Single Stories: The Association, WINDY

Thursday, July 1, 2021

It was, quite literally, the sound of summer 1967. The breezy and psychedelic sunshine pop single by the Association, "Windy." The happy-faced and dreamy tune told the tale of a free-spirited young woman "Who's tripping down the streets of the city/Smilin' at everybody she sees/Who's reachin' out to capture a moment/Everyone knows it's Windy." Released as a single on May 1, 1967, the song's whimsical melodies and angelic vocals dominated the pop radio airwaves, sending the song all the way to #1 on the Billboard Hot 100 for the week of July 1, 1967. "Windy" was the biggest song in America for four weeks straight, finally falling to the Doors' "Light My Fire" on July 28 of '67.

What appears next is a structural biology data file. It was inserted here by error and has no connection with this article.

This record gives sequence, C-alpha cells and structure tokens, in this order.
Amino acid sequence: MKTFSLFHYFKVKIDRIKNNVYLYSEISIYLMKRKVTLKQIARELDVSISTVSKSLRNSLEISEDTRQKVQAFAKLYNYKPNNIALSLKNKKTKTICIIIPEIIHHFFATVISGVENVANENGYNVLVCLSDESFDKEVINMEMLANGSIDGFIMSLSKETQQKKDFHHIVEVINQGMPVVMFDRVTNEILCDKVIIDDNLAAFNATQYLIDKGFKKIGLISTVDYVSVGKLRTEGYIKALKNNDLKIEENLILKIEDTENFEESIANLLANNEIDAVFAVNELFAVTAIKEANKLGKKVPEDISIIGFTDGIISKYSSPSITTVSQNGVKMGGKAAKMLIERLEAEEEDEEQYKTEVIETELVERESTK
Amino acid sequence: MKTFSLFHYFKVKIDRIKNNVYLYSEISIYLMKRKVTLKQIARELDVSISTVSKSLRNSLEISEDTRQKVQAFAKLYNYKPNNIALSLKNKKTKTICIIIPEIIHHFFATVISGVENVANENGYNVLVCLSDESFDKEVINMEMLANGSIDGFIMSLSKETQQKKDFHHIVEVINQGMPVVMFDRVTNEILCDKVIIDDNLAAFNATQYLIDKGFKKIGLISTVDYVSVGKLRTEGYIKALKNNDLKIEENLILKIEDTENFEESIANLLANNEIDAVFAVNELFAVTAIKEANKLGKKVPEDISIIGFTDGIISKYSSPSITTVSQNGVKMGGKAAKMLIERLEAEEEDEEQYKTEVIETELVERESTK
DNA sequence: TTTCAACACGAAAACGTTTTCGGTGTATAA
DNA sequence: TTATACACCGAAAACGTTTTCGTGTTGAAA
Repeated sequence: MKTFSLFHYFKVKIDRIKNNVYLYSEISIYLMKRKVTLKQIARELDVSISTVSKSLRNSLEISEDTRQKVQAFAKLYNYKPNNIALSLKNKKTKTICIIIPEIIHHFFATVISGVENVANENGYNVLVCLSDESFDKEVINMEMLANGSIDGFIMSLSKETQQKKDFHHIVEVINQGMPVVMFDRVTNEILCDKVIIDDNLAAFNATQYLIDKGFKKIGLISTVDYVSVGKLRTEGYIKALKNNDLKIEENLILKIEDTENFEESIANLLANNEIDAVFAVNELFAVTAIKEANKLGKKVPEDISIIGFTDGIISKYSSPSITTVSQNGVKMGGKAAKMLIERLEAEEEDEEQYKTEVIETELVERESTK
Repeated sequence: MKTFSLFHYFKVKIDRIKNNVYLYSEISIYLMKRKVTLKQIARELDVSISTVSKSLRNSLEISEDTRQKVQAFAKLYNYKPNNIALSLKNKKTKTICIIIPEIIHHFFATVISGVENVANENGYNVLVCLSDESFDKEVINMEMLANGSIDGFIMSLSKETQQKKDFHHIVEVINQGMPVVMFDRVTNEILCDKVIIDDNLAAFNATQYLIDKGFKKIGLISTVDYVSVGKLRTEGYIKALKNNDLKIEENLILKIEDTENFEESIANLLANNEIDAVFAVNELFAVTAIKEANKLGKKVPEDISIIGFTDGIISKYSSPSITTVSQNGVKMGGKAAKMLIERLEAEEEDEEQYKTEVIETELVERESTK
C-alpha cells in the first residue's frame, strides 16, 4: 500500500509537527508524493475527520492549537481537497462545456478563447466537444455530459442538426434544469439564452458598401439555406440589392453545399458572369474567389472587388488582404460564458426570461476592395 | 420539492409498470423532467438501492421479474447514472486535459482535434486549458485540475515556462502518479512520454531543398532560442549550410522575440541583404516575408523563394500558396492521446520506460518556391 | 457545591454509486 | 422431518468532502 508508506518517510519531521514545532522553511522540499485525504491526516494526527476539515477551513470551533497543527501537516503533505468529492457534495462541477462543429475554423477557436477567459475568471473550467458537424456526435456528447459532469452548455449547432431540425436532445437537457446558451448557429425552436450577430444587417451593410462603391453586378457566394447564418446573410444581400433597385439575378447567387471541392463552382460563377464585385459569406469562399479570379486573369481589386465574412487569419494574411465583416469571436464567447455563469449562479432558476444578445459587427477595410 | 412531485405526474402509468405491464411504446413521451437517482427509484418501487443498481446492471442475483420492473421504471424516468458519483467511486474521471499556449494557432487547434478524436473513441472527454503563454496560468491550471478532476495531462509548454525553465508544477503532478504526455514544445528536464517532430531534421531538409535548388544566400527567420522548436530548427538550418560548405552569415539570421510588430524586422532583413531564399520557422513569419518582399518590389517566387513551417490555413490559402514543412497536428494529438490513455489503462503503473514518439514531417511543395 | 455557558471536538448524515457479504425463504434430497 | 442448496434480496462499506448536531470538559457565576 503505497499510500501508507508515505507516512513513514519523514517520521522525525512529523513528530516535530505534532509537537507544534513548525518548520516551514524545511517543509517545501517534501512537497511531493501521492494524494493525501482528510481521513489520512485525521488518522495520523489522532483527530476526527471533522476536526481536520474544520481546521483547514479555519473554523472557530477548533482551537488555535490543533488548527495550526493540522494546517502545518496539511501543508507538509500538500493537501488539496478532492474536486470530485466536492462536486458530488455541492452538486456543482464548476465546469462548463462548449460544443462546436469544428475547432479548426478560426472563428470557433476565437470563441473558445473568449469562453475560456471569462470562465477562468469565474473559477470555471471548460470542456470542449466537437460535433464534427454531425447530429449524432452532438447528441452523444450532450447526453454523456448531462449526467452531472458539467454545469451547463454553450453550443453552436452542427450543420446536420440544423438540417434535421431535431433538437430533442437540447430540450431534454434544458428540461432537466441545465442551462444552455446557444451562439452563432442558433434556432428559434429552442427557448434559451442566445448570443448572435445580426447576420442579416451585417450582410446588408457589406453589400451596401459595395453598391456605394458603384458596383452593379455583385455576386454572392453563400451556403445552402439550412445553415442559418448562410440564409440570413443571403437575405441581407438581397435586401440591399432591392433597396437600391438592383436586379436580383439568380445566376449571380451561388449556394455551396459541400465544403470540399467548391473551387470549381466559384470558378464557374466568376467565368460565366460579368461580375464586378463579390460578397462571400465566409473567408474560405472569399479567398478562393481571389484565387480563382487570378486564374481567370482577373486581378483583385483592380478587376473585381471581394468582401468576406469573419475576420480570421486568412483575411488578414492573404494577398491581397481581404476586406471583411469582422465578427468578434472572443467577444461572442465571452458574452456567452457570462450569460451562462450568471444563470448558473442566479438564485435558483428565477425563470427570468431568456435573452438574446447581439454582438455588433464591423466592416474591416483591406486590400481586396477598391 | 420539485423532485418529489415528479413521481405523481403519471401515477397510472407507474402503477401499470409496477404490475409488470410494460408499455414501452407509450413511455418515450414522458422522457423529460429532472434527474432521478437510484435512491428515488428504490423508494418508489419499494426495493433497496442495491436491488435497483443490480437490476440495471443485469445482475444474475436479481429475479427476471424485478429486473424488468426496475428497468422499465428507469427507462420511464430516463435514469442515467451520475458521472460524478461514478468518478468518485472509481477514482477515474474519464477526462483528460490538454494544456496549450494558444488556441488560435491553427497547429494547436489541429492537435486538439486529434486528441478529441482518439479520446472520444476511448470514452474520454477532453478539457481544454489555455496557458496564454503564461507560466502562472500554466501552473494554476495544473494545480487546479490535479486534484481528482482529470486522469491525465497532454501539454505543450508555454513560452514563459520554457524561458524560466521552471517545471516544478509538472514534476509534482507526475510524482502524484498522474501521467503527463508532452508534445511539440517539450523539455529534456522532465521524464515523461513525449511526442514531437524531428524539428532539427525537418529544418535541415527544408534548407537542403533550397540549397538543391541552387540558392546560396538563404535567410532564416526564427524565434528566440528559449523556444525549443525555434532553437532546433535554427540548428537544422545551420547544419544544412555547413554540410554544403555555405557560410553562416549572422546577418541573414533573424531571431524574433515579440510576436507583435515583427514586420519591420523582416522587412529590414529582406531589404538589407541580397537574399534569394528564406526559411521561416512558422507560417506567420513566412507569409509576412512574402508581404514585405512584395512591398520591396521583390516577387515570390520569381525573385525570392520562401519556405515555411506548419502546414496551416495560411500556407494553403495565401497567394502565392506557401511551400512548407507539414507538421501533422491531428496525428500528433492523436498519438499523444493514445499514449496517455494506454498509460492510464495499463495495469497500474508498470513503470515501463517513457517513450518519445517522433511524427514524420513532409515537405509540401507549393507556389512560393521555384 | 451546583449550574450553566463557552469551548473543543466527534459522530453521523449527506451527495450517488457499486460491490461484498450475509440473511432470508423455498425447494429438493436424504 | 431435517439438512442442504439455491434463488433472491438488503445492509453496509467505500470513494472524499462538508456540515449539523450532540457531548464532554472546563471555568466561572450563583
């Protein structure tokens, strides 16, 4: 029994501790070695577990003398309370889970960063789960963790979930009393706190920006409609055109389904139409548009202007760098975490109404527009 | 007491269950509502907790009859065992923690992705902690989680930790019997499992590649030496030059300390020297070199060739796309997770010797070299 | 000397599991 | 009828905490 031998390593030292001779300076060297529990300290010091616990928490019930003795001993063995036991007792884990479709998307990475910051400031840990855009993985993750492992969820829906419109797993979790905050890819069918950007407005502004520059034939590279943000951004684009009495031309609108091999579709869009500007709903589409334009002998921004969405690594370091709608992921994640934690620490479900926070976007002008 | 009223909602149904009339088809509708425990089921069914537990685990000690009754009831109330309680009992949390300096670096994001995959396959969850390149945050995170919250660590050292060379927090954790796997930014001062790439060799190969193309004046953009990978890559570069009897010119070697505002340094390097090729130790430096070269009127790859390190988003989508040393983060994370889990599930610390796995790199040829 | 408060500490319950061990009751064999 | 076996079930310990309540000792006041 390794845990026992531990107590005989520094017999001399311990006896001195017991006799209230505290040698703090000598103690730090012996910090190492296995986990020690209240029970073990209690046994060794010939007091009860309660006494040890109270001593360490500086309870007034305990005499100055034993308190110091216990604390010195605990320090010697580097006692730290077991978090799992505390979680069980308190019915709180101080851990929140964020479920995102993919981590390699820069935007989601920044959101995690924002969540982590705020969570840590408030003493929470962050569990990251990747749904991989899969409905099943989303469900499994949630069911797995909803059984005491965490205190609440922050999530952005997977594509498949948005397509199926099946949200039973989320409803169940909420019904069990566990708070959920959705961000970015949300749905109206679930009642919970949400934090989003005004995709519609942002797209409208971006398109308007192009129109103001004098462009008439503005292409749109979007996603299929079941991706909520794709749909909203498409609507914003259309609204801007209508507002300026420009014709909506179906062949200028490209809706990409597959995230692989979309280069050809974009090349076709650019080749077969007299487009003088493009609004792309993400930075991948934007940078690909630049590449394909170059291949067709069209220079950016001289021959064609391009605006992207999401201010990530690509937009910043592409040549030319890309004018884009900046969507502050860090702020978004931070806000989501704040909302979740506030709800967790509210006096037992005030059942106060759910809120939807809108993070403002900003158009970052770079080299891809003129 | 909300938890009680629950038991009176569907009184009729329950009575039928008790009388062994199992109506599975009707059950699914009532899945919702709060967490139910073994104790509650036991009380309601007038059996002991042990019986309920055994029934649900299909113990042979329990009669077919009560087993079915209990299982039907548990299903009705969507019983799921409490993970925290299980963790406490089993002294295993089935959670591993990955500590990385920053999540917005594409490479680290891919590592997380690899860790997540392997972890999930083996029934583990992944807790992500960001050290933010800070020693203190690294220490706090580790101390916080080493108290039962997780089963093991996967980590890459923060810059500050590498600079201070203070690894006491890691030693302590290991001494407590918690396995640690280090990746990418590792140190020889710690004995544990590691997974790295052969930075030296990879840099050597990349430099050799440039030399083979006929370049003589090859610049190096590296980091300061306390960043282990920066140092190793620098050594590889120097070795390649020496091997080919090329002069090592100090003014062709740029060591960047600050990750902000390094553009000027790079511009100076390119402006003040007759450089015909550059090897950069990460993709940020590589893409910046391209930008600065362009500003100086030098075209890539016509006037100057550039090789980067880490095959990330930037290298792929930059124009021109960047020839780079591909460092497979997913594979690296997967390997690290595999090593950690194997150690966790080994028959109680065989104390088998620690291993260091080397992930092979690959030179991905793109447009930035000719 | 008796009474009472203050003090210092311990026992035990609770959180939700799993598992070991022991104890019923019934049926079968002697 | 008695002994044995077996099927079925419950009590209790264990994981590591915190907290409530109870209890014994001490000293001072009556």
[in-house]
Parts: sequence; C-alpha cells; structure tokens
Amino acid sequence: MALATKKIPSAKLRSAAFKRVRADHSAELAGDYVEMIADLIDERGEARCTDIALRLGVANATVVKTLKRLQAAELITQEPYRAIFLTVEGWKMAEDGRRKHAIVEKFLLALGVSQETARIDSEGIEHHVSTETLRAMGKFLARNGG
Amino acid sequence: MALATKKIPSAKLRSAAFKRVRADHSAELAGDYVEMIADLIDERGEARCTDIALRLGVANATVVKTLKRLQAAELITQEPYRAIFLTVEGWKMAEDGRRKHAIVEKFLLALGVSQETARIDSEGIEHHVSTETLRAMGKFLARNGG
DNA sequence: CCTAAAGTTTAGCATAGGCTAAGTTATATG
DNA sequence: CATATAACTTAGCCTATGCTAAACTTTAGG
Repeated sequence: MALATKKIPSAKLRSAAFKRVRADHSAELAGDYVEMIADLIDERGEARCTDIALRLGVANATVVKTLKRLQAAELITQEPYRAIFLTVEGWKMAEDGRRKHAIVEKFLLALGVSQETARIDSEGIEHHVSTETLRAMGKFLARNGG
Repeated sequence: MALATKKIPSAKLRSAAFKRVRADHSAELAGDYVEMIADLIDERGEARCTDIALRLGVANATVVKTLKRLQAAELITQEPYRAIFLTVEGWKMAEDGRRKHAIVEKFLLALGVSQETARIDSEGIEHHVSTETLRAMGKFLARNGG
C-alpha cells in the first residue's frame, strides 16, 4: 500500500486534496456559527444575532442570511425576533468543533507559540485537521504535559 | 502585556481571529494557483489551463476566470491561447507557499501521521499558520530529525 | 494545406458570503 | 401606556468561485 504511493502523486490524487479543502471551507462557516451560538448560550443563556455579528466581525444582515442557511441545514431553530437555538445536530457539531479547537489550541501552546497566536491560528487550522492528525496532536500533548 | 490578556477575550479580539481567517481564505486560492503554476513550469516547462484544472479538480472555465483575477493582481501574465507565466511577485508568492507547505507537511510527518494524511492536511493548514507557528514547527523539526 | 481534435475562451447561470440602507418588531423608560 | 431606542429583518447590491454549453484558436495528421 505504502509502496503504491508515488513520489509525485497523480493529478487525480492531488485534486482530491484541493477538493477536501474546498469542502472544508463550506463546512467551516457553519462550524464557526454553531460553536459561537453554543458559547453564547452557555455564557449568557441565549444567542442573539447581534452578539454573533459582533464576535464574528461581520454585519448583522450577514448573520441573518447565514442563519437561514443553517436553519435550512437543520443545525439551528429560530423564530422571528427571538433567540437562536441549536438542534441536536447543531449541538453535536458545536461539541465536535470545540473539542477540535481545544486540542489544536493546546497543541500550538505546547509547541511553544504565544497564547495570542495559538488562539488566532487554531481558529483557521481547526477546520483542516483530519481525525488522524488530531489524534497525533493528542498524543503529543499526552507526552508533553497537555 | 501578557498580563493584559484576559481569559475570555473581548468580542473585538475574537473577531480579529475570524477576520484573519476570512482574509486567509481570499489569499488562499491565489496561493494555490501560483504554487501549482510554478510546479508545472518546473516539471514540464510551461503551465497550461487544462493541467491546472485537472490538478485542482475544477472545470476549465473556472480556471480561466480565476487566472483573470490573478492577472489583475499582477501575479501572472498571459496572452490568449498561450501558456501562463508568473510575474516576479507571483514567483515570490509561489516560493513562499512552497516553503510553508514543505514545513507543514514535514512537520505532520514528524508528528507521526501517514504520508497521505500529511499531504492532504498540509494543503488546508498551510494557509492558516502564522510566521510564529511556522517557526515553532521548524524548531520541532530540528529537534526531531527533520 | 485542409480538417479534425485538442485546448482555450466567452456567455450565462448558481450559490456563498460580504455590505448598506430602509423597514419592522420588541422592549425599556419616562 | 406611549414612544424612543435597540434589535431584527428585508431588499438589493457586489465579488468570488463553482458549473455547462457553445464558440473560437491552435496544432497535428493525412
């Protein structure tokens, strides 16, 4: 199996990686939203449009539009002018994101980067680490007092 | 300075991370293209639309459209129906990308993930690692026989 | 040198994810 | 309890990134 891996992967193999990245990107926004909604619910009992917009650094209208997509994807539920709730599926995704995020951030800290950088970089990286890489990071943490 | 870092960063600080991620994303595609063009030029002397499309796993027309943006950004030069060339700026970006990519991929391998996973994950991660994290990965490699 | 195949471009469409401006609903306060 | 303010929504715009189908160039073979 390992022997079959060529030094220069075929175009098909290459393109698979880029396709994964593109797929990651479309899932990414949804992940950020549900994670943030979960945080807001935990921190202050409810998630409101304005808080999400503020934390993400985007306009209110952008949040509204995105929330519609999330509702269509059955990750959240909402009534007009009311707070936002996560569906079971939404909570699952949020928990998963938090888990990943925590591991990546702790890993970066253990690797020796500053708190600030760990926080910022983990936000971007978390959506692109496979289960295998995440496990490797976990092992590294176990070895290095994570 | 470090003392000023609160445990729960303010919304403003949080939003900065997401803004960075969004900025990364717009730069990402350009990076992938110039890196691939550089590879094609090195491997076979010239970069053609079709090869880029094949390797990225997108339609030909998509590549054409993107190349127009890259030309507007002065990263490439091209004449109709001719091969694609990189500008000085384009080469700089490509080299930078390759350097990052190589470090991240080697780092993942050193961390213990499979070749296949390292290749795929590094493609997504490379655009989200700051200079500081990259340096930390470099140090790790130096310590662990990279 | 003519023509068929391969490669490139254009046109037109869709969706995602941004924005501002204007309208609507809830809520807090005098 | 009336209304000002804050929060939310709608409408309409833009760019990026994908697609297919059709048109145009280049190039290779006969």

The song, about a girl named Windy, was originally about a boy. Songwriter Ruthann Friedman set the record straight with Songfacts: "I have heard so many different permutations of what the song was about. Here is the TRUTH. I was sitting on my bed - the apartment on the first floor of David Crosby's house in Beverly Glenn - and there was a fellow who came to visit and was sitting there staring at me as if he was going to suck the life out of me. So I started to fantasize about what kind of a guy I would like to be with, and that was Windy - a guy (fantasy). The song took about 20 minutes to write."

For the Association, the track was the result of a marathon overnight recording session that turned into something of a party. In order to capture the swirl of vocals that close the tune, producer Bones Howe pulled everyone present in the studio into the vocal booth, including Friedman, vocal arranger Cliff Burroughs, his wife Marylin, band member Jim Yester's wife Jo-Ellen, and more.